1 of 2 | Headline consumer inflation fell by 0.1% to 6.7% despite a surge in petrol and diesel prices but remains far above the central bank's 2% target and the highest among the advanced economies. File photo by Andy Rain/EPA-EFE
Sept. 20 (UPI) -- British inflation unexpectedly fell in August as the pace at which food prices rose slowed, helping cut the annual Consumer Prices Index to 6.7% despite a surge in energy costs, the country's main statistical agency said Wednesday.
However, the fall was just 0.1% from 6.8% in July due to the "large downward effects" of prices of restaurants and hotels, food and non-alcoholic drinks, recreation and culture and furniture and household goods being offset by rises in gasoline, alcohol and tobacco and communication, Office for National Statistics figures show.
The speed at which restaurant and hotel prices rose slowed to 8.3%, compared with 9.6% in August 2022, while recreation and culture prices rose by 5.8% in August, down from 6.5%.
But the inflation rate for food and non-alcoholic drinks remained at a high 13.6%, despite slowing by 1.2%.
Closely watched core inflation, which strips out volatile items such as energy, food, alcohol and tobacco, slowed to 6.2% in the 12 months to August, down from 6.9% in July.
"Core inflation slowed this month by more than the headline rate, driven by lower services prices," ONS Chief Economist Grant Fitzner said.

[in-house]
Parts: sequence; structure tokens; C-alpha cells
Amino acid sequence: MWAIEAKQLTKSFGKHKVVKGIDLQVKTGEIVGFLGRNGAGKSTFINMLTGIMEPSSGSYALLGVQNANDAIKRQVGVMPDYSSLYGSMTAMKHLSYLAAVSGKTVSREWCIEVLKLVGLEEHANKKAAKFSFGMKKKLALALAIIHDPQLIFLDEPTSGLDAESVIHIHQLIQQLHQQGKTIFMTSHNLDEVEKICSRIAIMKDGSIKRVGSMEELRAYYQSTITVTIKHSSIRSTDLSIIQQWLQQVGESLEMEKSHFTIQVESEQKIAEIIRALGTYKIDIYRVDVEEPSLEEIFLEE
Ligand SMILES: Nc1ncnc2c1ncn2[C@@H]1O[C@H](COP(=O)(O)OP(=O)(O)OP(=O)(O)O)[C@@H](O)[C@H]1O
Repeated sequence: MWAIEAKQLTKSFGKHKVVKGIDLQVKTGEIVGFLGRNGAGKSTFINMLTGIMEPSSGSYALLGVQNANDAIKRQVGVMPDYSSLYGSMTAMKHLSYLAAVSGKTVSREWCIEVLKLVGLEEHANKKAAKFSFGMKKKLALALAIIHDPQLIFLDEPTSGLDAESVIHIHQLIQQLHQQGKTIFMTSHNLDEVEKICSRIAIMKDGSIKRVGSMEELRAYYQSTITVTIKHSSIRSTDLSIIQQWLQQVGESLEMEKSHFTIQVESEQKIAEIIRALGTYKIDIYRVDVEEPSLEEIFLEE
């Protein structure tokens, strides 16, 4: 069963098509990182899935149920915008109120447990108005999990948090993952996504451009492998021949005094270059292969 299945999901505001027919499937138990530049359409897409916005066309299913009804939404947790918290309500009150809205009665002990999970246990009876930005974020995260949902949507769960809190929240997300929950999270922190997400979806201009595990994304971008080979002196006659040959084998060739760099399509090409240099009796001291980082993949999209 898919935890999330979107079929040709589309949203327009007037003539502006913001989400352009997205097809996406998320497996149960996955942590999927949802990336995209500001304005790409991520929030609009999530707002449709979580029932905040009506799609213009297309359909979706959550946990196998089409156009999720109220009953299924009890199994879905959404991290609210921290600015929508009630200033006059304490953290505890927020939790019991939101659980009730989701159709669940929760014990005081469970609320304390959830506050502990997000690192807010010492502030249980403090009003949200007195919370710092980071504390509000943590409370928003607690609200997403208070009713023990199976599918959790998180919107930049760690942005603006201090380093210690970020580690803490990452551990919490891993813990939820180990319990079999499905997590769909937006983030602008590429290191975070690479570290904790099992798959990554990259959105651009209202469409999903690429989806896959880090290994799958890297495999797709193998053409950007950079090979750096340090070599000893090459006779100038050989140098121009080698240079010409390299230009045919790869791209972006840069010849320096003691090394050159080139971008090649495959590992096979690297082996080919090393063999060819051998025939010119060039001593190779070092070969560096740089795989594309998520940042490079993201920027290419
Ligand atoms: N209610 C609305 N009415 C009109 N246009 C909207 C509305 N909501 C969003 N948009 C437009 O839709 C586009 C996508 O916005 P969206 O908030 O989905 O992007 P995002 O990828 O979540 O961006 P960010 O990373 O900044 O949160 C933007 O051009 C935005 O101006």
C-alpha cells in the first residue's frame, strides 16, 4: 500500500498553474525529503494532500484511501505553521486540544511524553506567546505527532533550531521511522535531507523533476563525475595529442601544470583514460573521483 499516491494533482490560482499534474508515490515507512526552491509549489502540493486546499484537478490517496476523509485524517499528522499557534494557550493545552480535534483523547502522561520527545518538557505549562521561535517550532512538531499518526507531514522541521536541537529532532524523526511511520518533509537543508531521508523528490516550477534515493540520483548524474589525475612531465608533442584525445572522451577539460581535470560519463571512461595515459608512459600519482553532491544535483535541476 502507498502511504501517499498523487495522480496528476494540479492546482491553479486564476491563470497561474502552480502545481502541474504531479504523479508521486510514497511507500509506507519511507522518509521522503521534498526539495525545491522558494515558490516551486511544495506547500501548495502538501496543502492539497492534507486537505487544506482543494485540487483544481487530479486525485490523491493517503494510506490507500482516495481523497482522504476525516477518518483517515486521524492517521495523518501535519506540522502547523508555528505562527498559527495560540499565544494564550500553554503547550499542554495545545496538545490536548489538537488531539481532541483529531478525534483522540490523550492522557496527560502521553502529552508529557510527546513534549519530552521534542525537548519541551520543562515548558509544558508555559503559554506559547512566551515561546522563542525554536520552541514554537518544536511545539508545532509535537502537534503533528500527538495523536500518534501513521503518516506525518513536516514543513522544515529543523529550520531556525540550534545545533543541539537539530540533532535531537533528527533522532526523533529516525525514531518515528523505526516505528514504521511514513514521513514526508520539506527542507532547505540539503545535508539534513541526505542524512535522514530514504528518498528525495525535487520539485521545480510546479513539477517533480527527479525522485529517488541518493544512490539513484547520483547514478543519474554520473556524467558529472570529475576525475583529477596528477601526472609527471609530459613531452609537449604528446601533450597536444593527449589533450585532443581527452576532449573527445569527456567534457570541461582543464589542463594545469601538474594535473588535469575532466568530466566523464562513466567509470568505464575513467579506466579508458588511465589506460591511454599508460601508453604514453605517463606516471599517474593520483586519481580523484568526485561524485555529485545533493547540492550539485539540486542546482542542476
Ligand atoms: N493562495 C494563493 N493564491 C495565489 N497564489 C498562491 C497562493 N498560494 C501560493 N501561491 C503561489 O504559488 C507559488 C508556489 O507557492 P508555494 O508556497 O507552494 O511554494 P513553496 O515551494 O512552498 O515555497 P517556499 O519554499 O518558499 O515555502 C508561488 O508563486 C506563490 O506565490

The CPI services annual rate slowed from 7.4% in July to 6.8%.
Fitzner explained that the rise in gas and diesel prices was more perceived than real due to an anomaly caused by the comparison the annual calculation makes with August 2022 when prices dropped sharply, following record prices seen in July 2022.
Chancellor Jeremy Hunt welcomed the figures, saying they showed the government was on track to deliver its pledge to halve inflation by the end of the year.
"Inflation never falls in a straight line but it's now down 40% from it's peak. The plan is working," he said.
"But we need to stick to it: Even at 6.7% there's still immense pressure on family budgets. That means no borrowing binge, which would simply keep interest rates higher for longer."
The inflation numbers against a backdrop of flat economic growth present a quandary for the Bank of England's interest rate setters when they meet Thursday to decide whether to cut, hold or continue to bear down on inflation by hiking rates for a 15th consecutive time.